64. Manifold-based color ordering × Problem : the projection operator h

    cannot be linear since a distortion of the space is inevitable ! Solution : Consider non-linear dimensionality reduction with Laplacian Eigenmaps that corresponds to learn the manifold where the vectors live. × Problem : Non-linear dimensionality reduction directly on the set T of vectors of the graph signal is not tractable in reasonable time, especially for large graphs ! Solution : Consider a more efficient strategy. Proposed Three-Step Strategy Dictionary Learning to produce a set D from the set of initial vectors T Laplacian Eigenmaps Manifold Learning on the dictionary D to obtain a projection operator hD Out of sample extension to extrapolate hD to T and define h 46 / 64
  65. Manifold-based color ordering 47 / 64

  66. Graph signal representation Given the complete lattice (T , ≤h

    ), a sorted permutation P of T is constructed P = {v1 , · · · , vm } with vi ≤h vi+1 , ∀i ∈ [1, (m − 1)]. From the ordering, an index graph signal I : G → [1, m] is defined as: I(vi ) = {k | vk = f (vi ) = vi } . The pair (I, P) provides a new graph signal representation (the index and the palette of ordered vectors). The original graph signal f can be directly recovered since one has f (vi ) = P[I(vi )] = T [i] = vi 48 / 64
  67. 3D colored graph signal representation f : G → R3

    I : G → [1, m] P Figure: From left to right: a 3D colored graph signal f , and its representation in the form of an index graph signal I and associated sorted vectors P. 49 / 64
  68. Graph signal morphological processing The index graph signal I can

    be directly used to process the original graph signal, however, to be able to reconstruct the result, the values have to be kept within [1, m]. · A processing g operating on I must be a vector preserving one : g(f (vi )) = P[g(I(vi ))] . Typical vector preserving processing operations: morphological ones. Erosion and dilation of a graph signal f at vertex vi ∈ G by a structuring element Bk ⊂ G as: Bk (f )(vi ) = {P[∧I(vj )], vj ∈ Bk (vi )} δB (f )(vi ) = {P[∨I(vj )], vj ∈ Bk (vi )} A structuring element Bk (vi ) of size k defined at a vertex vi corresponds to the set of vertices that can be reached from vi in k walks: Bk (vi ) = {vj ∼ vi } ∪ {vi } if k = 1 Bk−1 (vi ) ∪ ∪∀vl ∈Bk−1(vi ) B1 (vl ) if k ≥ 2 50 / 64
  69. Graph signal multi-layer decomposition We propose the following multi-layer morphological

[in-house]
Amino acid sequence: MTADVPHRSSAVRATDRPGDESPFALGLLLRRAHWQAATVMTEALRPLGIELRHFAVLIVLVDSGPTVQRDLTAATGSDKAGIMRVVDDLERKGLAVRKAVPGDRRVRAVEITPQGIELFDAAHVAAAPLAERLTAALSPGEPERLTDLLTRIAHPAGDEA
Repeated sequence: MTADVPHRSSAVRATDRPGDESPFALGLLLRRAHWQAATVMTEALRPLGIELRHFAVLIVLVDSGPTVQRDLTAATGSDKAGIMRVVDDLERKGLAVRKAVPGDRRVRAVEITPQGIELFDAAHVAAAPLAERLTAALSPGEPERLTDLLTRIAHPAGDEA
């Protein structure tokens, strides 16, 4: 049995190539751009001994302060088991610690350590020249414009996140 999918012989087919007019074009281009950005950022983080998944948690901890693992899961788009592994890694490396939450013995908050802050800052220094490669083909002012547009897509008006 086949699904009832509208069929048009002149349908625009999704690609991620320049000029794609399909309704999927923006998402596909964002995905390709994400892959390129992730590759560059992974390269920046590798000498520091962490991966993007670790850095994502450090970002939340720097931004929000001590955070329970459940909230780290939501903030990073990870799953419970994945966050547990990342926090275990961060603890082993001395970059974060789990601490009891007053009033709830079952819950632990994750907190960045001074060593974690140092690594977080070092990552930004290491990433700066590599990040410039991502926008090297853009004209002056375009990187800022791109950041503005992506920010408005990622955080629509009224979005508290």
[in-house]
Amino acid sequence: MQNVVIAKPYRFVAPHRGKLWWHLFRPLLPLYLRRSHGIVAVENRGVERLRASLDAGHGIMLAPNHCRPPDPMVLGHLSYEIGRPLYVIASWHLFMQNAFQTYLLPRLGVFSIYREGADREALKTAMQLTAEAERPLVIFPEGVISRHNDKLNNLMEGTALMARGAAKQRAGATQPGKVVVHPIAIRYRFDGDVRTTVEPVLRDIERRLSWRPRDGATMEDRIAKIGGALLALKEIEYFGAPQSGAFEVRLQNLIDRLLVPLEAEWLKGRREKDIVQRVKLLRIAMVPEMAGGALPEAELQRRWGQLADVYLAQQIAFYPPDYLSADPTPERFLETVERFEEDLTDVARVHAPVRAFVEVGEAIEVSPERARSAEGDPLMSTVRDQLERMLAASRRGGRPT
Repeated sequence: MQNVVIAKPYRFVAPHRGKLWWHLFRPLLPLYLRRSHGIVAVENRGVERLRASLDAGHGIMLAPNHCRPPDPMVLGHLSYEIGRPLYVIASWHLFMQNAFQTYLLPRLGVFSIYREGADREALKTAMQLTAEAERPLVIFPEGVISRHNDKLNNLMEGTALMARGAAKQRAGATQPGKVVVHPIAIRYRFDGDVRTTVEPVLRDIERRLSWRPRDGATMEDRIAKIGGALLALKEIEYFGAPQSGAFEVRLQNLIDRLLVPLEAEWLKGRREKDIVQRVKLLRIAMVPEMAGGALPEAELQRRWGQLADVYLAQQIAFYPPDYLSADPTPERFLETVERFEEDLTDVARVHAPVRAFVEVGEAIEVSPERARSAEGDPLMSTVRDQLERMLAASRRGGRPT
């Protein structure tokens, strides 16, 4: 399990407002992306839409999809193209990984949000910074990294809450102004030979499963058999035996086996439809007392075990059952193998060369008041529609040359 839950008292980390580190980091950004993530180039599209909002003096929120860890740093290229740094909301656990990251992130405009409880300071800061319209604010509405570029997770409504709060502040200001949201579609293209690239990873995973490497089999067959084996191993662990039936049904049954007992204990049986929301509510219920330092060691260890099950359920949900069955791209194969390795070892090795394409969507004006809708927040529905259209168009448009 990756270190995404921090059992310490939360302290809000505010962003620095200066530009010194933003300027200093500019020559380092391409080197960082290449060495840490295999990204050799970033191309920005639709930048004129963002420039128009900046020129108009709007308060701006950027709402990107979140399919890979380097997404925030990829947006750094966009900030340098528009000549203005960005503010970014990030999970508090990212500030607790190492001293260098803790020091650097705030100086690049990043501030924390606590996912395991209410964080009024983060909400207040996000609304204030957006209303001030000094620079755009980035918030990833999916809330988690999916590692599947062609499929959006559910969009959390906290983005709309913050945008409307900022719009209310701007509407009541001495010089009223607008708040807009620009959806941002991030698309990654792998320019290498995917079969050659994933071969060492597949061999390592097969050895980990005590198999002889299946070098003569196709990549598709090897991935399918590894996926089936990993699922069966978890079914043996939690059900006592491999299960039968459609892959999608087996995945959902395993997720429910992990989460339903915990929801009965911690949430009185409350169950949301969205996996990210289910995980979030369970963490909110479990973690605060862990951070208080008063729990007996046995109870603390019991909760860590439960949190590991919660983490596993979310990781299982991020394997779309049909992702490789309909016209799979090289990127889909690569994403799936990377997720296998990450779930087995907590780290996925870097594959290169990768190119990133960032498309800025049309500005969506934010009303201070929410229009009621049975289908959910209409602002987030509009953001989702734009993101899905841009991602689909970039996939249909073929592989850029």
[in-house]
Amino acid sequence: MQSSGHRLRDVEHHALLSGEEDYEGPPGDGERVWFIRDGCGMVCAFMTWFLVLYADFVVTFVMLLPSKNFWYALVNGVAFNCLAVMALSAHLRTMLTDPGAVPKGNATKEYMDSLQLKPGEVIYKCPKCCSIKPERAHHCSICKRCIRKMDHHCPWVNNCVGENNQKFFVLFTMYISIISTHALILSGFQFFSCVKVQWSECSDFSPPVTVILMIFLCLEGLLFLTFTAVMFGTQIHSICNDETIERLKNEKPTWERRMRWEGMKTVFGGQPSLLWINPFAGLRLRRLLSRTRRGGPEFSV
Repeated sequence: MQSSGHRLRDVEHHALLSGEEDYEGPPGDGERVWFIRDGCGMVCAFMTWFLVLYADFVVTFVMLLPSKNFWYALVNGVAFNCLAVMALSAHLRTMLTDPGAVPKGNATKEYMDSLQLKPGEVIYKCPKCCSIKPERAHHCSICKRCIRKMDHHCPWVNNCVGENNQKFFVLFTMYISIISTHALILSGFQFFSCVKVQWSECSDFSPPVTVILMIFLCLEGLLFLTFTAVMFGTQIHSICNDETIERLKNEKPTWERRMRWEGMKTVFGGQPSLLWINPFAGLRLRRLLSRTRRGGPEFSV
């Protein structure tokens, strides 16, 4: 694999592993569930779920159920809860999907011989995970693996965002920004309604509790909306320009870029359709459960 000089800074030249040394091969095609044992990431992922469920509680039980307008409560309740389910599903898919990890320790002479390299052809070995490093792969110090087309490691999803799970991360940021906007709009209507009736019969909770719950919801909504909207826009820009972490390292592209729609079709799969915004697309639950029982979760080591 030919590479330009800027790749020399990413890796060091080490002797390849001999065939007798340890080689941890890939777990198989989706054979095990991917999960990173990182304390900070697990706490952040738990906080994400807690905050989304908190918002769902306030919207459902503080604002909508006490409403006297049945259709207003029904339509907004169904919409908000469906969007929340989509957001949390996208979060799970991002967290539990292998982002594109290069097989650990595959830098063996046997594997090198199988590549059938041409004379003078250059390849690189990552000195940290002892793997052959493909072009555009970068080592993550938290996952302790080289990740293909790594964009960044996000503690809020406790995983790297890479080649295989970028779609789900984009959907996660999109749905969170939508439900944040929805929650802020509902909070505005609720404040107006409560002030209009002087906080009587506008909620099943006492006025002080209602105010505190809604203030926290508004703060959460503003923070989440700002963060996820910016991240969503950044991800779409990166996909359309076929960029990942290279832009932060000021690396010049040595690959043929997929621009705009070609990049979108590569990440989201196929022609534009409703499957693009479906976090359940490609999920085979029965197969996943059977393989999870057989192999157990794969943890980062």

decomposition of a graph signal into l layers. The graph signal is decomposed into a base layer and several detail layers, each capturing a given scale of details. d−1 = f , i = 0 while i < l do Compute the graph signal representation at level i − 1: di−1 = (Ii−1, Pi−1 ) Morphological Filtering of di−1 : fi = MFBl−i (di−1 ) Compute the residual (detail layer): di = di−1 − fi Proceed to next layer: i = i + 1 end while 51 / 64
  70. Graph signal multi-layer decomposition The graph signal can then be

    represented by f = l−2 i=0 fi + dl−1 To extract the successive layers in a coherent manner, the sequence of scales should be decreasing · Bl−i is a sequence of structuring elements of decreasing sizes with i ∈ [0, l − 1] Each detail layer di is computed on a different set of vectors than the previous layer di−1 · The graph signal representation (Ii , Pi ) is computed for the successive layers The considered Morphological Filter should be suitable for a multi scale analysis · Use of OCCO filter : OCCOBk (f ) = γBk (φBk (f ))+φBk (γBk (f )) 2 52 / 64
  71. Decomposition example Figure: From top to bottom, left to right:

    an original mesh f , and its decomposition into three layers f0 , f1 , and d1 . 53 / 64
  72. Graph signal enhancement The graph signal can be enhanced by

    manipulating the different layers with specific coefficients and adding the modified layers altogether. ˆ f (vk ) = S0 (f0 (vk )) + M(vk ) · l−1 i=1 Si (fi (vk )) with fl−1 = dl−1 (2) Each layer is manipulated by a nonlinear function Si (x) = 1 1+exp(−αi x) for detail enhancement and tone manipulation. A structure mask M prevents boosting noise and artifacts while enhancing the main structures. 54 / 64
  73. Structure mask · It is preferable to boost strong structures

    and keep unmodified other areas. · Saliency can be considered to that aim A normalized sum of distances within a local neighborhood is a good indicator of the graph signal structure: δ(vi ) = vj ∈B1(vi ) dEMD (H(vj ), H(vi )) |B1 (vi )| (3) dEMD is the Earth Mover Distance between the color histograms within a 1-hop. Structure mask is defined as (close to 1 for constant areas and to 2 for ramp edges): M(vi ) = 1 + δ(vi ) − ∧δ ∨δ − ∧δ (4) 55 / 64
  74. Structure masks 56 / 64

  75. Some results TG(f ) = 3.86 TG(ˆ f ) =

    5.40 57 / 64
  76. Some results 58 / 64

  77. Some results 59 / 64

  78. Some results TG(f ) = 5.40 TG(ˆ f ) =

    7.33 60 / 64
  79. Some results TG(f ) = 12.49 TG(ˆ f ) =

    17.52 61 / 64
  80. 1 Introduction 2 3D Data Saliency 3 3D Point Cloud

    Colorization 4 3D Colored Mesh Enhancement 5 Conclusion 62 / 64
  81. Conclusion We have proposed: A formulation of Saliency for 3D

    Data An application of 3D saliency for optimal point of view selection A formulation of 3D Colorization as an inverse problem on graphs, weighted by saliency A morphological decomposition of graph signals, recomposed with the use of saliency for sharpening 63 / 64
  82. The end Publications available at : https://lezoray.users.greyc.fr Work funded under

    ANR-14-CE27-0001 GRAPHSIP and from the European Union FEDER/FSE 2014/2020 (GRAPHSIP project) 64 / 64